Sunday, April 20, 2008

Reducing Dallas jail's "debtor prison" function would save money, reduce overcrowding

Debtors prisons have been outlawed in the United States in every circumstance but one: When the government is the Creditor.

But the economics of debtors prisons don't work well on a large scale, particularly when operated and paid for by said sole Creditor. The expense of exacting the punishment for non-payment can easily cost more than it would have simply to reduce the debt for those who could not pay.

The City of Dallas is pondering a program to reduce unnecessary incarceration in the county jail for people who can't or don't pay traffic tickets, reports the Dallas News ("Plan to eliminate jail time for fine-only offenses could save Dallas $1 million per year," April 20):

The city of Dallas may open a 24-hour court to immediately process people arrested for many minor infractions, which could eventually save the city about $1 million a year.

Dallas Chief Municipal Court Judge Jay Robinson proposed the changes, likening the current situation to a "debtors' prison," because dozens of people arrested every day for not paying fines on tickets are often left languishing in the county jail overnight or even longer, waiting to see a judge.

He said the process mostly penalizes those with the least ability to pay fines and court costs.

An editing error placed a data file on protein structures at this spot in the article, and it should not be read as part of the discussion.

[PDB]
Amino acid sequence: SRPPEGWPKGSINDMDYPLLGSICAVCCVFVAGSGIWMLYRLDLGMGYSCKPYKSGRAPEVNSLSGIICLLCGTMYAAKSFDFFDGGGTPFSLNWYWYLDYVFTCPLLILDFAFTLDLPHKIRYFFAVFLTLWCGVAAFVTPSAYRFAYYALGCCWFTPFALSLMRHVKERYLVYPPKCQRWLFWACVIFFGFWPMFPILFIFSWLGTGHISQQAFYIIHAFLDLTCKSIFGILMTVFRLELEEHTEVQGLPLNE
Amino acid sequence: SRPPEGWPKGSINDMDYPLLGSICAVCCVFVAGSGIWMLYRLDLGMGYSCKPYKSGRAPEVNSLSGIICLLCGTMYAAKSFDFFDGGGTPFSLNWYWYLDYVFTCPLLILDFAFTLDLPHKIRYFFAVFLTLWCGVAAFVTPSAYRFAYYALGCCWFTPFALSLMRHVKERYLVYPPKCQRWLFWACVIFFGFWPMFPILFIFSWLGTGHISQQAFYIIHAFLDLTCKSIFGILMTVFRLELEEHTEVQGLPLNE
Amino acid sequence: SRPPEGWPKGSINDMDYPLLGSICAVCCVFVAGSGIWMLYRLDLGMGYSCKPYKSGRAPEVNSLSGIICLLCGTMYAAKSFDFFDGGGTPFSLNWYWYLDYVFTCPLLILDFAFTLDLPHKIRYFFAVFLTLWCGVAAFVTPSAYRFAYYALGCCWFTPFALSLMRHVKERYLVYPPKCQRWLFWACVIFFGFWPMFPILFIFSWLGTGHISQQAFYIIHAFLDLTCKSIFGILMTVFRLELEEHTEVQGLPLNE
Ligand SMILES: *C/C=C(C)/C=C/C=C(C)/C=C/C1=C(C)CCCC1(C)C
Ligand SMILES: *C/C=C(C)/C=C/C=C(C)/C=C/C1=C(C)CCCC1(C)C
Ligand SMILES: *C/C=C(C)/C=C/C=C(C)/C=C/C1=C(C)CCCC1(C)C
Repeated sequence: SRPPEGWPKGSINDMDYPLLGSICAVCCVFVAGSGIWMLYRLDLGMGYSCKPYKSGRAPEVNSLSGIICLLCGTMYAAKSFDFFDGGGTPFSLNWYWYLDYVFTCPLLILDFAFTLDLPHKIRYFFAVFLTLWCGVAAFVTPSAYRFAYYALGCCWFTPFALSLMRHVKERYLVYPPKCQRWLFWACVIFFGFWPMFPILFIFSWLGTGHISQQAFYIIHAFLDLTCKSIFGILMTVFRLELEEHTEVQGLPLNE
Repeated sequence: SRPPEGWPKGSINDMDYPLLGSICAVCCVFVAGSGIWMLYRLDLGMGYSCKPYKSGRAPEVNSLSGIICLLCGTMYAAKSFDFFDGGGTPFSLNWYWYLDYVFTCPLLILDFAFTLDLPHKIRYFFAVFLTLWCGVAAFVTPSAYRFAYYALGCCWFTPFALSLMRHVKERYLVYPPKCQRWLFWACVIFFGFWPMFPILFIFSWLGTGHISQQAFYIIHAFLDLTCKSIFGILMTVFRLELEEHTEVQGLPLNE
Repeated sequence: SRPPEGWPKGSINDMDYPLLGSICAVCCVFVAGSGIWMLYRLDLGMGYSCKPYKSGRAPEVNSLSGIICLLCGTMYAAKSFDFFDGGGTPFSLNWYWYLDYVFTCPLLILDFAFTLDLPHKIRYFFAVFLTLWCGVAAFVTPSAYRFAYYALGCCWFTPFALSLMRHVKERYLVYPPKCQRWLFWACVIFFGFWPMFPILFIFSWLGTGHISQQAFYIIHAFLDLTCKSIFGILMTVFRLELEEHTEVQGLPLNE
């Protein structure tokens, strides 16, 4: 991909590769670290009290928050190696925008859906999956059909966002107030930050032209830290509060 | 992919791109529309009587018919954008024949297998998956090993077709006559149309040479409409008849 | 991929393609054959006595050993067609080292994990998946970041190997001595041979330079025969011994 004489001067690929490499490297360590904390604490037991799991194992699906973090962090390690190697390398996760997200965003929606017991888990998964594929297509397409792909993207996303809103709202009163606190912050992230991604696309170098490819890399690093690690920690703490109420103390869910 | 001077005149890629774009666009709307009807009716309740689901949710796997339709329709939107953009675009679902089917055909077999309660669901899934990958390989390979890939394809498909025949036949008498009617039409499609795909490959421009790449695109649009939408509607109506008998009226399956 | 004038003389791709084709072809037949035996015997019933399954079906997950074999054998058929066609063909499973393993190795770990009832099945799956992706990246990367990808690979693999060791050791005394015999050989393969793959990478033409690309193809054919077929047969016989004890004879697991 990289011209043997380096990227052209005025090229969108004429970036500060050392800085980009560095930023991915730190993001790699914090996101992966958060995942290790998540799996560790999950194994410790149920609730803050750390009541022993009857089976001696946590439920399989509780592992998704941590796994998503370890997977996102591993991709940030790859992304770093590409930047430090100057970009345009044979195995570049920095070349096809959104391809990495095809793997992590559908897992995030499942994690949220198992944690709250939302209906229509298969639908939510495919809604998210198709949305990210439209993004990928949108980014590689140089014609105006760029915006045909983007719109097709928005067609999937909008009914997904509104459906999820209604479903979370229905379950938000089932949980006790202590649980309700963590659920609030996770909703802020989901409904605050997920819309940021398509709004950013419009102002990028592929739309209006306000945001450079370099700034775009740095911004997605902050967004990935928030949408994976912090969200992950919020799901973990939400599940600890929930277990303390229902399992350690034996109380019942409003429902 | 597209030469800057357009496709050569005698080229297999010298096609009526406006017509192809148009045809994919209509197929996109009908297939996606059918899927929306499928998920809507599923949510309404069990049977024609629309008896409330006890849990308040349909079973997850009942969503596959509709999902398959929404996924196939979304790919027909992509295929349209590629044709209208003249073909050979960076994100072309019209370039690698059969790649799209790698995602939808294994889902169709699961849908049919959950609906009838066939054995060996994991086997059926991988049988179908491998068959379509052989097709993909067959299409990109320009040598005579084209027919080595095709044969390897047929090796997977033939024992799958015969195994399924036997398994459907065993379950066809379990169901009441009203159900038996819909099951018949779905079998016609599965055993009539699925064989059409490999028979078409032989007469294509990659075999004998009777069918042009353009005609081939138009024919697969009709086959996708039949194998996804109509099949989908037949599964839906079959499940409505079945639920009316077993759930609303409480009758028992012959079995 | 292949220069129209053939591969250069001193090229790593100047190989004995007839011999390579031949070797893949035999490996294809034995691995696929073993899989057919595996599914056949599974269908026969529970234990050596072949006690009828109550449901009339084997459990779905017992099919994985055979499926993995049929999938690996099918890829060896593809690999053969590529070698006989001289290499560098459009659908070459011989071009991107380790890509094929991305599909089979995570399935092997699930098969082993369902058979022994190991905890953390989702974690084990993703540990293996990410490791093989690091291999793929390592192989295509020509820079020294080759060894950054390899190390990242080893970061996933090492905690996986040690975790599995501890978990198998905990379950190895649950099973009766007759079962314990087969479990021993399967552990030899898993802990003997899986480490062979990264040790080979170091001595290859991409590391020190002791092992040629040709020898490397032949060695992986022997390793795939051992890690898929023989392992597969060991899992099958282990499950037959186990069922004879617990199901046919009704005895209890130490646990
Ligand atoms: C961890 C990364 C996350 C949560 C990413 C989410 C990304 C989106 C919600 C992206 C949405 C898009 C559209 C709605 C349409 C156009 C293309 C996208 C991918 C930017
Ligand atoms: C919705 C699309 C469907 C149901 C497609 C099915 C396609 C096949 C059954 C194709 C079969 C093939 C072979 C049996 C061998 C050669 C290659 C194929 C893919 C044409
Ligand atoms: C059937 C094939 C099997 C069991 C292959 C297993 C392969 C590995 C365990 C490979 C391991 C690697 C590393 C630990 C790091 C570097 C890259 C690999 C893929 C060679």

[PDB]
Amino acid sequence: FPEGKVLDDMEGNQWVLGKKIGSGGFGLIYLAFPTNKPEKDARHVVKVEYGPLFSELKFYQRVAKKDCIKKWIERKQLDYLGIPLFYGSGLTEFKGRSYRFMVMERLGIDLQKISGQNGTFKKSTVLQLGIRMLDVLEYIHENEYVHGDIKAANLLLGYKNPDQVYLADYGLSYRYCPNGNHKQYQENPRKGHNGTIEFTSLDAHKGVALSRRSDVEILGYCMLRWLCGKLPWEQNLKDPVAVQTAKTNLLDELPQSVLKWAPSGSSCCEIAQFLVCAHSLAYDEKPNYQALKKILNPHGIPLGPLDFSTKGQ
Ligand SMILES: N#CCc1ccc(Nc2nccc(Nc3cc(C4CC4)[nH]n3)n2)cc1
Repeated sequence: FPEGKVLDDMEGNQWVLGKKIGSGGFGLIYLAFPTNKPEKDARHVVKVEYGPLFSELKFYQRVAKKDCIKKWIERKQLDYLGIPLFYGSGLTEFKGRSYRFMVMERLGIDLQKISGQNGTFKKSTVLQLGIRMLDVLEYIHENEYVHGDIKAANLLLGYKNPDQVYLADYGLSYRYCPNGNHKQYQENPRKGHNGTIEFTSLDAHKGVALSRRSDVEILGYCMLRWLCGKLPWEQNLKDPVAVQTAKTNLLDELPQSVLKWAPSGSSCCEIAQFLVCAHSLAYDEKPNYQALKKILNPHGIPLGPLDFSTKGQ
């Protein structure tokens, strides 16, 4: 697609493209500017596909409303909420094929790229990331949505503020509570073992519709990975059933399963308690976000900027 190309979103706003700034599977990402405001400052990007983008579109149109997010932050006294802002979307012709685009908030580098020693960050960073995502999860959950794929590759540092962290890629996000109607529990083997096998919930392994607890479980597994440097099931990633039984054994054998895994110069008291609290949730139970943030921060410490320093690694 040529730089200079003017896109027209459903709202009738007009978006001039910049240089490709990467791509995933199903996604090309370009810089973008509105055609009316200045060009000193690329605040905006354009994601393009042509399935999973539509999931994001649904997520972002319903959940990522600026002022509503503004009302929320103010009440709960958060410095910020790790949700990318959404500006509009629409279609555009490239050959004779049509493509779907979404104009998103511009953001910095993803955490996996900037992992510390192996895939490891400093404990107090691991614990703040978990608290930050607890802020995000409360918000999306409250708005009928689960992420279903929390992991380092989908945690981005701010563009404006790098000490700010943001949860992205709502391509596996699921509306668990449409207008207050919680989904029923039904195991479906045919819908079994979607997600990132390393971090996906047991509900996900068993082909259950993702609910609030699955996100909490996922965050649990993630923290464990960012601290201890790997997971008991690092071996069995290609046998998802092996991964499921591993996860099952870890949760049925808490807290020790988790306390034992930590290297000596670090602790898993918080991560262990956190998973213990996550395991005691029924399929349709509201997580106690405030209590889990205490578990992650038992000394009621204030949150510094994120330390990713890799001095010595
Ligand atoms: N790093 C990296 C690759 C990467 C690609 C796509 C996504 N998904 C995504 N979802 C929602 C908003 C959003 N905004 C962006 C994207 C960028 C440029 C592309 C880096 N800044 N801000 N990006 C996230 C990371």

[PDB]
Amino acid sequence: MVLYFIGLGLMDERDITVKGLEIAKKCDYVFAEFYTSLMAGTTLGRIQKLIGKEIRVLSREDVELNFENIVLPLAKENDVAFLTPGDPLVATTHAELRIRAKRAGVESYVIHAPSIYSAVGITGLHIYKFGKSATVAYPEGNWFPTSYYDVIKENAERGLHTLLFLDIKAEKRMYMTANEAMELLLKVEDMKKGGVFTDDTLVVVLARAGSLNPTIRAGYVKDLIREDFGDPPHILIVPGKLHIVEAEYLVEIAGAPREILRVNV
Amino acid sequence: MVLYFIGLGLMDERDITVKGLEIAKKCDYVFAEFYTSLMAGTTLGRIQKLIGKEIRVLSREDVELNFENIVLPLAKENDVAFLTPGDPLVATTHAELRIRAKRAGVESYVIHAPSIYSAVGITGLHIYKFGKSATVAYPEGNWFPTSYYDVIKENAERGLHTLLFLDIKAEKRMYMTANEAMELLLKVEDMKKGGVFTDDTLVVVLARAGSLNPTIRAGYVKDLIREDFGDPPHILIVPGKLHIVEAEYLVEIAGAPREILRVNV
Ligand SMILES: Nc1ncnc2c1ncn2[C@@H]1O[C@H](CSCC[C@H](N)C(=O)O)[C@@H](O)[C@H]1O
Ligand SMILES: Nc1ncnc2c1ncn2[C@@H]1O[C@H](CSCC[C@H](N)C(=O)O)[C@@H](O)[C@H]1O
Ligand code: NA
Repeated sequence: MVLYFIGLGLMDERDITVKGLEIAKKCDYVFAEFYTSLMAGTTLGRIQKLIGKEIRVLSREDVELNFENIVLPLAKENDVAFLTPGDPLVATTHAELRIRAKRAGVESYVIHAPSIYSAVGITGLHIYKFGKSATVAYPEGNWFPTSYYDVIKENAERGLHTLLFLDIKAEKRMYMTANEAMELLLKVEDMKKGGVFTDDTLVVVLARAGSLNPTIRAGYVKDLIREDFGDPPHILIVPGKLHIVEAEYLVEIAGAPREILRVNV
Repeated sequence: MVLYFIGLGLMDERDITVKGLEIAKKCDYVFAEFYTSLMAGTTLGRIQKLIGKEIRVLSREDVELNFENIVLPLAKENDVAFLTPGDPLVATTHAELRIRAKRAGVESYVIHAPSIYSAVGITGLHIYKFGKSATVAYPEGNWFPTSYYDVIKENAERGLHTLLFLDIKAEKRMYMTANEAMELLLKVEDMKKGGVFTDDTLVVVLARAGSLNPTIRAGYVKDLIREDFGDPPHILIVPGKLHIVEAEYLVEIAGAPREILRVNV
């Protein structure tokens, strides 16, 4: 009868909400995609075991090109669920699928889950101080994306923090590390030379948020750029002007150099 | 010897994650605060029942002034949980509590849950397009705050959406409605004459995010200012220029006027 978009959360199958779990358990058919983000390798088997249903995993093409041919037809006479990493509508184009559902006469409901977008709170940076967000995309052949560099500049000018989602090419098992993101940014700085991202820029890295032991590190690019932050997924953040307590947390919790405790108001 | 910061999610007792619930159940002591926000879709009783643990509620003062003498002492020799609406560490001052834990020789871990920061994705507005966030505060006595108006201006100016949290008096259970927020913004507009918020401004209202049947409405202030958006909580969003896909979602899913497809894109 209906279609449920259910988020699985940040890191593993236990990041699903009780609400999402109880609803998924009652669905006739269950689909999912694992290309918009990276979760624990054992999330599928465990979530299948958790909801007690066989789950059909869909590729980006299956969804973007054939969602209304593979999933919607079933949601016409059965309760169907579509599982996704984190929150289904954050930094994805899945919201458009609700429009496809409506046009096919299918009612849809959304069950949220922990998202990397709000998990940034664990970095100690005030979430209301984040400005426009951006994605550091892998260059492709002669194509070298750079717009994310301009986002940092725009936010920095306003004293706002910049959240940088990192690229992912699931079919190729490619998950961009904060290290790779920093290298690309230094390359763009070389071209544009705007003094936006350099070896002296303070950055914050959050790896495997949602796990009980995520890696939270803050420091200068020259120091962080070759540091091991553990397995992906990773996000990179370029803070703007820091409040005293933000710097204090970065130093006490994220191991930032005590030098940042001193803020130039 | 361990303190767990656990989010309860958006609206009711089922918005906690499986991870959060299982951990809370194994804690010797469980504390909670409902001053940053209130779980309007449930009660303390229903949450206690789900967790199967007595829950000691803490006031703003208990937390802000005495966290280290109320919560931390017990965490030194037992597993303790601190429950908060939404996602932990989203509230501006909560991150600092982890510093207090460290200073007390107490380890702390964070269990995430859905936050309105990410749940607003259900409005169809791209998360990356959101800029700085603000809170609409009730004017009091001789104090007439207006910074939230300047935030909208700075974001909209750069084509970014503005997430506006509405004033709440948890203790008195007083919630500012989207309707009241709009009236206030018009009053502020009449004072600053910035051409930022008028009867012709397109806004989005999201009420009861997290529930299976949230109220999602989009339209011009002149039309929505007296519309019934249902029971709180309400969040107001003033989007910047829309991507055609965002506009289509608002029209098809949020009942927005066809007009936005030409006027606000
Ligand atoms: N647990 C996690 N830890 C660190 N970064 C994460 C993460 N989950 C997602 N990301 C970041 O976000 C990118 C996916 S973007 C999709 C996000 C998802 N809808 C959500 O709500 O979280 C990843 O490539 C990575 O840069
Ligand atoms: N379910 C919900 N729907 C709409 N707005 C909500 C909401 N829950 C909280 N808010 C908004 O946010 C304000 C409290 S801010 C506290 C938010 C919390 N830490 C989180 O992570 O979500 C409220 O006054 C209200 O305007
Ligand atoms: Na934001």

"None of our crimes carry jail time," the municipal court judge said. "They're fine-only offenses. ... Does it make sense to imprison someone for a registration violation? That seems sort of ridiculous."

City officials are estimating that in time the city could save $1 million a year on the more than $6.8 million the city pays the county for the use of its jail facility.

The county jail's population could also fall, because fewer arrested people would be going to the jail, but the impact is likely to be minor. County officials say every little bit helps.

The types of violations the court would process are all from people arrested for Class C misdemeanor tickets – often when cited for three or more violations at the same time.

Others are taken into custody for failing to pay such tickets.

A judge told the paper there are two kinds of defendants who end up in court for traffic fines - those who can't pay, and those who forget to do so. Is there really any public safety benefit from incarcerating either class of defendant at all?